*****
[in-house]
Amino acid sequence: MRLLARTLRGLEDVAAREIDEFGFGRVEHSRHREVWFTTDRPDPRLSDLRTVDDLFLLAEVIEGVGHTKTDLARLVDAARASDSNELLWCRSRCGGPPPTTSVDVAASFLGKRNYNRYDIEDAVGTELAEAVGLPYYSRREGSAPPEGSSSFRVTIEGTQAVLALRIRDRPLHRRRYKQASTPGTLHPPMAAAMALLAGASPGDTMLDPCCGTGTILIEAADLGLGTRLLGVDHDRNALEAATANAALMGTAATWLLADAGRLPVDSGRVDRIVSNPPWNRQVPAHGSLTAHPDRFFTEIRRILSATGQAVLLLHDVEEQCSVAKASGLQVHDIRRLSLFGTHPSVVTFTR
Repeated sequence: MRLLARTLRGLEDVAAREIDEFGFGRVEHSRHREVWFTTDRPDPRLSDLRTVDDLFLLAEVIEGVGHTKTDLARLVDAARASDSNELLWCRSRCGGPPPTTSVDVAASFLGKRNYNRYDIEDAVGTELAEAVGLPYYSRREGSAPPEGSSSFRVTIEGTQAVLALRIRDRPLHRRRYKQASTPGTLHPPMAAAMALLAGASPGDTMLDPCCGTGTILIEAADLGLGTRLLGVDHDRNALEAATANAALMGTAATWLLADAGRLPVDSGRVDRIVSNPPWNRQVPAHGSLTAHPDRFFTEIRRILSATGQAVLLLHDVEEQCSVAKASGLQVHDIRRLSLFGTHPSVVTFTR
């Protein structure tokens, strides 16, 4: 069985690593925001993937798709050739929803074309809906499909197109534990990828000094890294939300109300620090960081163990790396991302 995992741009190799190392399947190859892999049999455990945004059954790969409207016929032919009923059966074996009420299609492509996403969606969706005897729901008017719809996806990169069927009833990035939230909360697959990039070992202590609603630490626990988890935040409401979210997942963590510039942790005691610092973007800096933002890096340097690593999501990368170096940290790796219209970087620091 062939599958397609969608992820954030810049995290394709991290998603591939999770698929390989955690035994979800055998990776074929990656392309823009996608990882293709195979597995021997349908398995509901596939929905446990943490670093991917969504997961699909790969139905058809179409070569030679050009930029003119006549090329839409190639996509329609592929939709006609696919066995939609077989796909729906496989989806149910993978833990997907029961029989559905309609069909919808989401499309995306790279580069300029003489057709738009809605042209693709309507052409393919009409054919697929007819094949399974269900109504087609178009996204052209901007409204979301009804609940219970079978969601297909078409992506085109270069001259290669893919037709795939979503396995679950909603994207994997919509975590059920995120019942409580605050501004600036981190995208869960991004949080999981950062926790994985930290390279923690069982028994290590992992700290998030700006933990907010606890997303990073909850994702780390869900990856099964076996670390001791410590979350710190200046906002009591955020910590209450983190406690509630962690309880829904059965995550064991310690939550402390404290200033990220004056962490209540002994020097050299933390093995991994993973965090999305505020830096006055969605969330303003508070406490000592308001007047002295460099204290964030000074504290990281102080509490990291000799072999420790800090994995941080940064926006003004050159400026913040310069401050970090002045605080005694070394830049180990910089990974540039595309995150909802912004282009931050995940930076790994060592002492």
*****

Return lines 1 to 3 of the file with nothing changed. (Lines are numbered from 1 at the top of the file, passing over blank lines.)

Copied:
[in-house]
Amino acid sequence: MRLLARTLRGLEDVAAREIDEFGFGRVEHSRHREVWFTTDRPDPRLSDLRTVDDLFLLAEVIEGVGHTKTDLARLVDAARASDSNELLWCRSRCGGPPPTTSVDVAASFLGKRNYNRYDIEDAVGTELAEAVGLPYYSRREGSAPPEGSSSFRVTIEGTQAVLALRIRDRPLHRRRYKQASTPGTLHPPMAAAMALLAGASPGDTMLDPCCGTGTILIEAADLGLGTRLLGVDHDRNALEAATANAALMGTAATWLLADAGRLPVDSGRVDRIVSNPPWNRQVPAHGSLTAHPDRFFTEIRRILSATGQAVLLLHDVEEQCSVAKASGLQVHDIRRLSLFGTHPSVVTFTR
Repeated sequence: MRLLARTLRGLEDVAAREIDEFGFGRVEHSRHREVWFTTDRPDPRLSDLRTVDDLFLLAEVIEGVGHTKTDLARLVDAARASDSNELLWCRSRCGGPPPTTSVDVAASFLGKRNYNRYDIEDAVGTELAEAVGLPYYSRREGSAPPEGSSSFRVTIEGTQAVLALRIRDRPLHRRRYKQASTPGTLHPPMAAAMALLAGASPGDTMLDPCCGTGTILIEAADLGLGTRLLGVDHDRNALEAATANAALMGTAATWLLADAGRLPVDSGRVDRIVSNPPWNRQVPAHGSLTAHPDRFFTEIRRILSATGQAVLLLHDVEEQCSVAKASGLQVHDIRRLSLFGTHPSVVTFTR